More on the Menu: Expanding the Selection of Cancer Therapies
December 2, 2009
By Melissa Marino
With the promise of personalized cancer medicine comes an unsettling question:
Even if we know the genetic profile of a patient’s tumor, do we have the corresponding therapies to treat it effectively?
Right now, probably not.
The online “Catalogue of Somatic Mutations in Cancer” lists more than 80,000 mutations in more than 13,000 genes that have been linked to cancer.
Currently there are only a few dozen targeted cancer therapies approved and in clinical use – many of them targeting the same biological pathway. And of the hundreds undergoing clinical trials, only one or two new drugs are approved each year.
That leaves a wide array of cancer-associated mutations without corresponding targeted therapies – and a lot of patients without the benefit of tailored treatment options.
“Recent advances in identifying the molecular drivers of some cancers allows us to more precisely predict who will benefit or not benefit from certain treatments,” says Jennifer Pietenpol, Ph.D., director of the Vanderbilt-Ingram Cancer Center. “But now, we need to understand those drivers for each and every tumor and have a wide menu of options to choose from so that each patient can benefit from this kind of precision.”
Drug discovery and development was once the exclusive realm of the pharmaceutical industry. And industry is certainly still critical in expanding the selection of new targeted cancer therapies. But academic institutions are becoming increasingly important in the discovery and development of drug candidates.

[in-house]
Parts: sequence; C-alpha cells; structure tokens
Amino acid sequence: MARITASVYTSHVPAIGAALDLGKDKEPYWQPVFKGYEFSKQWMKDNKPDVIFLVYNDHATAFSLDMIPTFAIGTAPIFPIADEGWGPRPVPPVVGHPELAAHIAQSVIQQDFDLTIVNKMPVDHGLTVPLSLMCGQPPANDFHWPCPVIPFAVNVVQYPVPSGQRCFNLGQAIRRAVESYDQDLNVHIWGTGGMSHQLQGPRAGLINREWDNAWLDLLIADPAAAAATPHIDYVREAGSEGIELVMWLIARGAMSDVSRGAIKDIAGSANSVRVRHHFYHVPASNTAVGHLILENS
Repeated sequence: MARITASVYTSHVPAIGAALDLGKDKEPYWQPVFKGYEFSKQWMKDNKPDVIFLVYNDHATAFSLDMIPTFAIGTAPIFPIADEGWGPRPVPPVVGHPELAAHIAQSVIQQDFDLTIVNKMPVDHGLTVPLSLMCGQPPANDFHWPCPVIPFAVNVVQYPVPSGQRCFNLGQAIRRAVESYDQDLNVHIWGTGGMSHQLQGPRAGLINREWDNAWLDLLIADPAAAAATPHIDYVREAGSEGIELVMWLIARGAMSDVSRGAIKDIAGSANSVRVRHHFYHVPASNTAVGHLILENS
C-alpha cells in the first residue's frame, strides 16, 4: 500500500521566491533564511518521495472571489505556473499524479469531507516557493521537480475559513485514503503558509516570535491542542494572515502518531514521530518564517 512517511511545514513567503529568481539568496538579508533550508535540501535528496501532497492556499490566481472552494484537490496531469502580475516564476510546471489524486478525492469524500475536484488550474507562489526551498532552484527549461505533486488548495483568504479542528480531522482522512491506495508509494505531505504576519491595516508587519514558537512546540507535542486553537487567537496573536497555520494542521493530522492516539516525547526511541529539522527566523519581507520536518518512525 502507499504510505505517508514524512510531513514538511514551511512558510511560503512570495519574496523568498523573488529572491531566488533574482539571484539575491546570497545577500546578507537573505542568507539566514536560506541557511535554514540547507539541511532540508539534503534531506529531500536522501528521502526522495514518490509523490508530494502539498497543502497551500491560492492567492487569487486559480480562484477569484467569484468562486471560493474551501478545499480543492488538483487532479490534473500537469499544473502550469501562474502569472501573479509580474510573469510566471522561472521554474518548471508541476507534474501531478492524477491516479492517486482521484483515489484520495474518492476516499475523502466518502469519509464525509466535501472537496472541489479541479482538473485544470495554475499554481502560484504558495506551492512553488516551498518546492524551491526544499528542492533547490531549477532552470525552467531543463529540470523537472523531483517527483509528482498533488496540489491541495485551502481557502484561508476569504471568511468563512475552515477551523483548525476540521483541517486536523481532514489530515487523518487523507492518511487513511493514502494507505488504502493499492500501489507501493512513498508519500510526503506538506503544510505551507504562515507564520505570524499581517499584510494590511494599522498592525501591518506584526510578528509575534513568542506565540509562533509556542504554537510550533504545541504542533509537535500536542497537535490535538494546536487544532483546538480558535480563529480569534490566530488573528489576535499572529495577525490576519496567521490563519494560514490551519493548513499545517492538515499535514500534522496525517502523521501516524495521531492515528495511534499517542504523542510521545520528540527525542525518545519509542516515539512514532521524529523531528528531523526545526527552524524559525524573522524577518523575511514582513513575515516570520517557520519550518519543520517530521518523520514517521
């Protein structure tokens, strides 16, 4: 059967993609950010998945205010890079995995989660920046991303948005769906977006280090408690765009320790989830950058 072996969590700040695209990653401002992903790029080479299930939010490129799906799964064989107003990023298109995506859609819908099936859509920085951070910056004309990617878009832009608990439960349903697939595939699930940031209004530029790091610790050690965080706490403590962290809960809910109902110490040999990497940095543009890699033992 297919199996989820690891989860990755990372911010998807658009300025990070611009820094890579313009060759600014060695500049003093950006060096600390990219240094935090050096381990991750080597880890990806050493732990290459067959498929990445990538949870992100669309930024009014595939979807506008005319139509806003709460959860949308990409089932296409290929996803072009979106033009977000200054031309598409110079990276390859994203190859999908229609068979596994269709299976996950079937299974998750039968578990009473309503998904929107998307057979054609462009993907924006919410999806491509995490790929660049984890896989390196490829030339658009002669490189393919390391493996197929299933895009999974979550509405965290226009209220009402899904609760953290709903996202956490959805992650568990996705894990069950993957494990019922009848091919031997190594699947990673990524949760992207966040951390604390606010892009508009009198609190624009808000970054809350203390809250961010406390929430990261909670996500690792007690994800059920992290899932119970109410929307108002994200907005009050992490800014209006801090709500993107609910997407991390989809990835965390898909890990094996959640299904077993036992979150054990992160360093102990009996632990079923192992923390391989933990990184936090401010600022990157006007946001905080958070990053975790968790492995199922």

Academic centers should not only generate basic discoveries about cancer biology, “but then take that next step toward trying to use that information in a fashion that will benefit patients,” says Larry Marnett, Ph.D., director of the Vanderbilt Institute of Chemical Biology, which is focused on applying chemical approaches to biological problems – such as drug discovery.
Researchers at Vanderbilt-Ingram and across the Vanderbilt campus are taking that next step to fill the menu with new drugs to offer those choices – for patients and their physicians.
No “one size fits all” for cancer
Drug discovery in oncology is plagued by one obstacle that most other diseases are not – the fact that cancer is not one disease but many.
“If someone says, ‘I have cancer,’ that’s almost like saying ‘I’m sick.’ It’s not defining the disease,” says Stephen Fesik, Ph.D., professor of Biochemistry and Pharmacology.
Cancers are driven by a host of genomic and cellular alterations – simple mutations, and chromosome rearrangements, amplifications and deletions, resulting in changes on the protein level. Even if two people have the same “tissue” type of cancer (for example, breast cancer), there may be different genetic factors driving their tumors.
“One person’s breast cancer can be very different from another person’s breast cancer, caused by very different mutations and genetic alterations. And while one patient may respond to one therapy, another breast cancer patient may not,” Fesik says.
“That makes it very difficult to treat because (the cancers) are not the same. It’s not the same target, not the same problem.”
And even within an individual’s tumor, one tumor cell may harbor vastly different mutations than its (also malignant) next-door neighbors.
“Heterogeneity is THE challenge with cancer versus other diseases,” Fesik says.
The mind-boggling complexities of cancer biology make it difficult to find treatments that are effective for all – or even most – patients.
“You might look at all that and say ‘This is impossible. How are you going to target it if all the targets are different, they vary between and within different patients…and over time, as resistance pops up?’ It seems impossible.”